The surname of GRUND was a baptismal name 'the son of Gundred or Grundy' a once common Germanic personal name but now forgotten. The name was brought into England during the wake of the Norman Invasion, and meant battle-ruler. Following the Crusades in Europe in the 11th 12th and 13th centuries, a need was felt for an additional name. This was recognised by those of noble birth, as it added prestige and practical advantage to their status. At first the coat of arms was purely a practical matter which served a function on the battlefield and in tournaments. With his helmet covering his face, and armour encasing the knight from head to foot, the only means of identification for his followers, was the insignia painted on his shield and embroidered on his surcoat, the draped and flowing garment worn over the armour. Early records of the name mention Grunde (without surname) 1138, County Leicestershire. William Gundrey of County Somerset, was documented during the reign of Edward III (1327-1377) and Gundreda Giffard of Yorkshire, was listed in the Yorkshire Poll Tax of 1379. Nathaniel Gundry and Julia Maria Palmer were married at St. George's, Hanover Square, London in the year 1775. The name has many variant spellings which include Gunderson, Goundry and Grundy. Many factors contributed to the establishment of a surname system. For generations after the Norman Conquest of 1066 a very few dynasts and magnates passed on hereditary surnames, but the main of the population, with a wide choice of first-names out of Celtic, Old English, Norman and Latin, avoided ambiguity without the need for a second name. As society became more stabilized, there was property to leave in wills, the towns and villages grew and the labels that had served to distinguish a handful of folk in a friendly village were not adequate for a teeming slum where perhaps most of the householders were engaged in the same monotonous trade, so not even their occupations could distinguish them, and some first names were gaining a tiresome popularity, especially Thomas after 1170. The hereditary principle in surnames gained currency first in the South, and the poorer folk were slower to apply it. By the 14th century however, most of the population had acquired a second name.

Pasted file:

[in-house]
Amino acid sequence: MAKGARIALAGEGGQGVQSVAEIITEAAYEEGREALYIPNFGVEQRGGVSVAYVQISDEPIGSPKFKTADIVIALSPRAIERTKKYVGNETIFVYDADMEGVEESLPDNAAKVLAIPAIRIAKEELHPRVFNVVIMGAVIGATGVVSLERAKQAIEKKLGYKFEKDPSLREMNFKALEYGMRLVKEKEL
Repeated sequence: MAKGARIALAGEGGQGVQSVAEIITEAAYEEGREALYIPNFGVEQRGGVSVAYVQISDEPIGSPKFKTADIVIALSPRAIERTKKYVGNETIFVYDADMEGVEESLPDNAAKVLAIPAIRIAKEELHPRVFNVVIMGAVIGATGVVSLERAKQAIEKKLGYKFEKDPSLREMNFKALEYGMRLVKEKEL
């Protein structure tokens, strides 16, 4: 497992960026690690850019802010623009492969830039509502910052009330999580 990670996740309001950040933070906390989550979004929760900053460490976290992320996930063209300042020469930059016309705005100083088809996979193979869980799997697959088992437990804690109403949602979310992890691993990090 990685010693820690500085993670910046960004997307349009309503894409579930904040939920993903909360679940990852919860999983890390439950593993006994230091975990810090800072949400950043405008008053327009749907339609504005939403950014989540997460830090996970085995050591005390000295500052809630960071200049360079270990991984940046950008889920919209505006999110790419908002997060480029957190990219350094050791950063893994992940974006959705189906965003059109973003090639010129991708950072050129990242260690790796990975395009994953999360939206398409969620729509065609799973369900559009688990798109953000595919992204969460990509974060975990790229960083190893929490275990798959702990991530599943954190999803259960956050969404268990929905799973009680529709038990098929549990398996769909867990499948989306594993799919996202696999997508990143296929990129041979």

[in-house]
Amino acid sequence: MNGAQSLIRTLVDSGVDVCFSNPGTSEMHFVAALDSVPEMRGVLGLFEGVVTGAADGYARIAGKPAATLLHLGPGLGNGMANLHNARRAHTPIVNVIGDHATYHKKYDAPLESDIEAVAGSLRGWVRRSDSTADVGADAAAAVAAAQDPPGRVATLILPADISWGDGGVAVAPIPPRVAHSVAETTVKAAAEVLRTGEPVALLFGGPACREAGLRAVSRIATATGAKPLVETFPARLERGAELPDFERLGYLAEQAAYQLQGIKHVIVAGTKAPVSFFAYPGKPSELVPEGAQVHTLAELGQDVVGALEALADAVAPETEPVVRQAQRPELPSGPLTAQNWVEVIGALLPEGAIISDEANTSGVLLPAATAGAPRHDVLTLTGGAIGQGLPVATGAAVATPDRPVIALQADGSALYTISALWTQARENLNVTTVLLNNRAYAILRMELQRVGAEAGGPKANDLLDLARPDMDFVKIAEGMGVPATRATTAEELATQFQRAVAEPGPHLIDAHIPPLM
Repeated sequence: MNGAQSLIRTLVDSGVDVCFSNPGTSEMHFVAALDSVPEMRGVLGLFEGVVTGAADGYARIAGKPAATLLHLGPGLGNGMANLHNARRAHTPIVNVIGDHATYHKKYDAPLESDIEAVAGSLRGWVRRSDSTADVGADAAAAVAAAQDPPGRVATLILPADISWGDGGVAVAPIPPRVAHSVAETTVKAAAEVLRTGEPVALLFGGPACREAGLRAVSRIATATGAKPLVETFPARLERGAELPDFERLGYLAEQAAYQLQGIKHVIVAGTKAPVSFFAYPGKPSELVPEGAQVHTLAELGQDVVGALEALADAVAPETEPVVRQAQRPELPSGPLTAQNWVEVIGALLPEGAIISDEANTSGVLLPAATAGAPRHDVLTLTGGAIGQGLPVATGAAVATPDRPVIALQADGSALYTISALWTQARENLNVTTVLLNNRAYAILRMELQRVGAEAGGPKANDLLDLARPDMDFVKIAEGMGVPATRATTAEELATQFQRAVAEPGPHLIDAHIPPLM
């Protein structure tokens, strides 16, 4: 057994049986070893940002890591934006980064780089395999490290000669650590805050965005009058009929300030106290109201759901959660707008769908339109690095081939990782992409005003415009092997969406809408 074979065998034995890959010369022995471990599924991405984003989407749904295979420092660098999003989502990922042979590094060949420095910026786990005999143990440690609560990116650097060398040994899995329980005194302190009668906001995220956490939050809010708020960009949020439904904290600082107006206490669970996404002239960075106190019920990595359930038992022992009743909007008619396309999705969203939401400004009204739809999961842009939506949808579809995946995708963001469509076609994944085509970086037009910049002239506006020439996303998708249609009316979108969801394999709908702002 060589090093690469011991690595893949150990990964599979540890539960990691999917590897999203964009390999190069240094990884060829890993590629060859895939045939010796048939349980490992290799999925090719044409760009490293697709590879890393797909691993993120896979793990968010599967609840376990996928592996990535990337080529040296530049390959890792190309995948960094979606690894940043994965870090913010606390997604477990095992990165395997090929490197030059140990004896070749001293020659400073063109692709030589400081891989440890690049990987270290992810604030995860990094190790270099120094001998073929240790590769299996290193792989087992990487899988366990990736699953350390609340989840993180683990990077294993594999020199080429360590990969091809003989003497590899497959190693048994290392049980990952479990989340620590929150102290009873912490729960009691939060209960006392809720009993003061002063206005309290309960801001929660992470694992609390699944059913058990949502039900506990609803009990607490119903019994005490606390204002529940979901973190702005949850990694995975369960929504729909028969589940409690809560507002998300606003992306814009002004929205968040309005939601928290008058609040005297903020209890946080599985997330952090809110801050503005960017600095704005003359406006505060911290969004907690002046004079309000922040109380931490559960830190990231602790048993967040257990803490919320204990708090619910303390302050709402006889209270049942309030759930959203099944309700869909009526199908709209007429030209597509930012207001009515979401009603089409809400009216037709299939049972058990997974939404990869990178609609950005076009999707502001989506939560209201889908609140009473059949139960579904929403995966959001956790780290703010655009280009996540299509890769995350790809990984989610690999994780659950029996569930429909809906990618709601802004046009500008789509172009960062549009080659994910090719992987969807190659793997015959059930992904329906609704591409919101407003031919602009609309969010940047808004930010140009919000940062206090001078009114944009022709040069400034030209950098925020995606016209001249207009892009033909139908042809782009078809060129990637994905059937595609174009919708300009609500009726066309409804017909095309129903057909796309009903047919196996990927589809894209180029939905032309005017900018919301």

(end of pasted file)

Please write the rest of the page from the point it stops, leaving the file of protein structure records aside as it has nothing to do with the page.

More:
The lion depicted in the arms is the noblest of all wild beasts which is made to be the emblem of strength and valour, and is on that account the most frequently borne in Coat-Armour.
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